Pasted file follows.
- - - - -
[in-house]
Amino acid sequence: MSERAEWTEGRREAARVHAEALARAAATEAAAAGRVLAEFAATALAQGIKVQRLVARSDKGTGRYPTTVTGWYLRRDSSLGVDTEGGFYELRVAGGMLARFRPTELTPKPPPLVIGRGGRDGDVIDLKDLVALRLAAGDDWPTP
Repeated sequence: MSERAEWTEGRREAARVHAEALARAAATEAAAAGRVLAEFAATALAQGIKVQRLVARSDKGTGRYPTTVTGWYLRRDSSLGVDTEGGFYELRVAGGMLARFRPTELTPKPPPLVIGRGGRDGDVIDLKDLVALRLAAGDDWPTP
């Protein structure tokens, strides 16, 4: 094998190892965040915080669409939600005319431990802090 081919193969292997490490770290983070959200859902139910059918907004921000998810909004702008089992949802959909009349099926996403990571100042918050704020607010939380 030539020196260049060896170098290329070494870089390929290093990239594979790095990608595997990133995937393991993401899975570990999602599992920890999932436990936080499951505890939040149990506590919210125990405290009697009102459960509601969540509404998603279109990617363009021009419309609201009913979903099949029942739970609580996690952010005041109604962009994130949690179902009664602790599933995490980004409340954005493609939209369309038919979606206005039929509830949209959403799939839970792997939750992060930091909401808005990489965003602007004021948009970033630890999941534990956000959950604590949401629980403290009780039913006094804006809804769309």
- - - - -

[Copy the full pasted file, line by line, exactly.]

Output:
[in-house]
Amino acid sequence: MSERAEWTEGRREAARVHAEALARAAATEAAAAGRVLAEFAATALAQGIKVQRLVARSDKGTGRYPTTVTGWYLRRDSSLGVDTEGGFYELRVAGGMLARFRPTELTPKPPPLVIGRGGRDGDVIDLKDLVALRLAAGDDWPTP
Repeated sequence: MSERAEWTEGRREAARVHAEALARAAATEAAAAGRVLAEFAATALAQGIKVQRLVARSDKGTGRYPTTVTGWYLRRDSSLGVDTEGGFYELRVAGGMLARFRPTELTPKPPPLVIGRGGRDGDVIDLKDLVALRLAAGDDWPTP
């Protein structure tokens, strides 16, 4: 094998190892965040915080669409939600005319431990802090 081919193969292997490490770290983070959200859902139910059918907004921000998810909004702008089992949802959909009349099926996403990571100042918050704020607010939380 030539020196260049060896170098290329070494870089390929290093990239594979790095990608595997990133995937393991993401899975570990999602599992920890999932436990936080499951505890939040149990506590919210125990405290009697009102459960509601969540509404998603279109990617363009021009419309609201009913979903099949029942739970609580996690952010005041109604962009994130949690179902009664602790599933995490980004409340954005493609939209369309038919979606206005039929509830949209959403799939839970792997939750992060930091909401808005990489965003602007004021948009970033630890999941534990956000959950604590949401629980403290009780039913006094804006809804769309």